Novel research set to pinpoint risk of heart attacks and strokes
- NTU leads first such research in the region involving multi-racial population
A simple blood test is all it could take to tell if you are going to have a heart attack or stroke. A team of international scientists have discovered more than 10 types of unique proteins which are commonly present in the blood of a person who recently suffered a stroke or heart attack.
The breakthrough is a result of an international collaboration led by Nanyang Technological University (NTU)’s lead scientist Assistant Professor Newman Sze and the Interuniversity Cardiology Institute of the Netherlands (ICIN)’s lead cardiology scientist Professor Dominique de Kleijn who have been working together for more than five years. Lead clinicians Professor Lee Chuen Neng and Dr. Vitaly Sorokin of the National University Hospital (NUH) joined the research team in 2010 to provide medical expertise, clinical samples and data.
The team will now expand their research to study the existence of these proteins, also known as bio-markers, in Singapore’s multi-racial population.
Their research is expected to result in the development of a sensitive diagnostic tool – possibly in the form of a simple blood test - which can detect these bio-markers so as to help pinpoint the risk of heart diseases in a person before it happens. This is because the more such biomarkers are found in the blood, the higher the risk of a heart attack or stroke.
As these biomarkers are newly discovered, specialised instruments are needed for further research. To this end, Agilent Technologies Inc. (NYSE: A), the world's premier measurement company and a technology leader in communications, electronics, life sciences and chemical analysis, will be partnering NTU to provide top-of-the-line equipment to NTU.
The equipment is used to identify and validate more protein biomarkers associated with cardiovascular diseases. Known as the Agilent HPLC-Chip LC/MS Triple Quadrupole system, this equipment works much faster than other existing methods as it can measure all the biomarkers of interest in a sample at once, speeding up the research process from five years down to one year.
As the cutting-edge equipment is able to process multiple samples simultaneously, the team will also be able to validate over 100 biomarkers in one year, as compared to 10 biomarkers over five years using the conventional method.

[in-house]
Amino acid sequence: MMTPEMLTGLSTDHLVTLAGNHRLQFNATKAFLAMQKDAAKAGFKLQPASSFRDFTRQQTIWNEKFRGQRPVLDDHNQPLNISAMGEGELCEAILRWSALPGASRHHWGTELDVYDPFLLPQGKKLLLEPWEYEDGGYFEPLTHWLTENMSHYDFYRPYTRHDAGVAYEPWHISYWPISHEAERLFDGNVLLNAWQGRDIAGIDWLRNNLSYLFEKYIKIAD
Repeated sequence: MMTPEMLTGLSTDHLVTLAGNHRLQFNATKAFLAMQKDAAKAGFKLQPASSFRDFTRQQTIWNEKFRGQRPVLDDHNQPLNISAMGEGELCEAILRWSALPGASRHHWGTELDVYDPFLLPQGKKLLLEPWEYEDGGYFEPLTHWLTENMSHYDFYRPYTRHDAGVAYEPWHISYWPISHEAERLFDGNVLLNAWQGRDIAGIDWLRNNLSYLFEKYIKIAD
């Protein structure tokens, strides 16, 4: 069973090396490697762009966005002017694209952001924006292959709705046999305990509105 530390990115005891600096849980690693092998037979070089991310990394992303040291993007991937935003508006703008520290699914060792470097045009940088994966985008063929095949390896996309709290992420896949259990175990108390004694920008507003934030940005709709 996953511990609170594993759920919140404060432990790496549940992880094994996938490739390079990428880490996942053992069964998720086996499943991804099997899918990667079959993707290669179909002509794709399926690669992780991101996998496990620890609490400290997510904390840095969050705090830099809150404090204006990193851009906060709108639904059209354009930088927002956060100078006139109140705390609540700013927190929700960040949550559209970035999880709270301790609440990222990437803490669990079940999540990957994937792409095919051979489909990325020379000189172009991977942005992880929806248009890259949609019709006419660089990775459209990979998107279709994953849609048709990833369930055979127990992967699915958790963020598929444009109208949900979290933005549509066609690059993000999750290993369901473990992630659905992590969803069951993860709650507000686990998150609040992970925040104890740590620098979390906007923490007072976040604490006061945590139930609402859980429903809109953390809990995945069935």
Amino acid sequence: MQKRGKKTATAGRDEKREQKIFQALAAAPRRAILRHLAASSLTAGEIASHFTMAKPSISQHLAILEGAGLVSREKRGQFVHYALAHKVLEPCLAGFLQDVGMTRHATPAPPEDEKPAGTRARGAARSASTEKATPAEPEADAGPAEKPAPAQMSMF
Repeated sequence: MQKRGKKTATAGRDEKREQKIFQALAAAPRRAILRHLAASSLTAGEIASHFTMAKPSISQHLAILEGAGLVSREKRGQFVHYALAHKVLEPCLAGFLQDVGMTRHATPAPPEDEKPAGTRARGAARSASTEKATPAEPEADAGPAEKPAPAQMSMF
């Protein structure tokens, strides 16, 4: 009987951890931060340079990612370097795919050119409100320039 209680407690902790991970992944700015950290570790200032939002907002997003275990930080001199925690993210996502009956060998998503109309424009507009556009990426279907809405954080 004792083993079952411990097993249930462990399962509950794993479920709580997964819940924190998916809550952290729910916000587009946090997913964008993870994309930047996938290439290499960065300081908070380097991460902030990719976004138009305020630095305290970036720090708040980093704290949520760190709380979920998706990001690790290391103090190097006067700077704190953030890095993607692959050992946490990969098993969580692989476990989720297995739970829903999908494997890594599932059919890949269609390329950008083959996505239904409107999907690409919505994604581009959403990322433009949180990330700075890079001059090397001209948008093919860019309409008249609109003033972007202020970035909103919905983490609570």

Assistant Professor Newman Sze, from NTU’s School of Biological Sciences, lead researcher of the project, said the local study will take one year and will involve some 2,000 samples collected in Singapore and the Netherlands.
“After discovering that such biomarkers exist, we need to validate them further to ascertain that people with these proteins are really at a risk of heart attack and stroke. This approach is expected to lead to the development of new and improved tools for early diagnosis of heart attack and stroke patients, way before the diseases strike,” said Prof Sze.
Dr Vitaly Sorokin, part of the team at the NUH involved in this research, said that Singapore is a good place to validate these biomarkers, as this is a unique opportunity to involve and compare results among the multi-racial population.
“This biomarkers which allows prediction of major cardiovascular events, carries great benefits for the doctors, and will likely lead to the development of prevention strategies or algorithm which will give us a chance to stop heart complications from happening or to improve the clinical outcome of treatment,” said Dr Sorokin, a Russian.
“Having the opportunity to screen and diagnose condition like myocardial infarction and stroke, will give doctors time to prevent the complication of atherosclerosis – the hardening of arteries which causes heart attacks and strokes. With such a technology, patients with known conditions like ischemic heart disease and cerebro-vascular disease can be monitored more effectively.”
Coronary heart disease and stroke are major worldwide health problems. In Singapore, it accounts for more than 30 per cent of all deaths, with about 15 people dying daily because of heart attack and stroke. This research innovation is the latest in a series of healthcare breakthroughs by NTU. Future Healthcare is one of NTU’s Five Peaks of Excellence which the university aims to make its mark globally under NTU 2015 five year strategic plan. The other four peaks include sustainability, new media, the best of the East and West, and innovation.
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About Nanyang Technological University
A research-intensive public university, Nanyang Technological University (NTU) has 33,500 undergraduate and postgraduate students in the colleges of Engineering, Business, Science, and Humanities, Arts, & Social Sciences. In 2013, NTU will enrol the first batch of students at its new medical school, the Lee Kong Chian School of Medicine, which is set up jointly with Imperial College London.
NTU is also home to four world-class autonomous institutes – the National Institute of Education, S Rajaratnam School of International Studies, Earth Observatory of Singapore, and Singapore Centre on Environmental Life Sciences Engineering – and various leading research centres such as the Nanyang Environment & Water Research Institute (NEWRI) and Energy Research Institute @ NTU (ERI@N).
A fast-growing university with an international outlook, NTU is putting its global stamp on Five Peaks of Excellence: Sustainable Earth, Future Healthcare, New Media, New Silk Road, and Innovation Asia.
NTU has a satellite campus in Singapore’s science and tech hub, one-north, and is setting up a campus in Novena, Singapore’s medical district.
For more information, visit www.ntu.edu.sg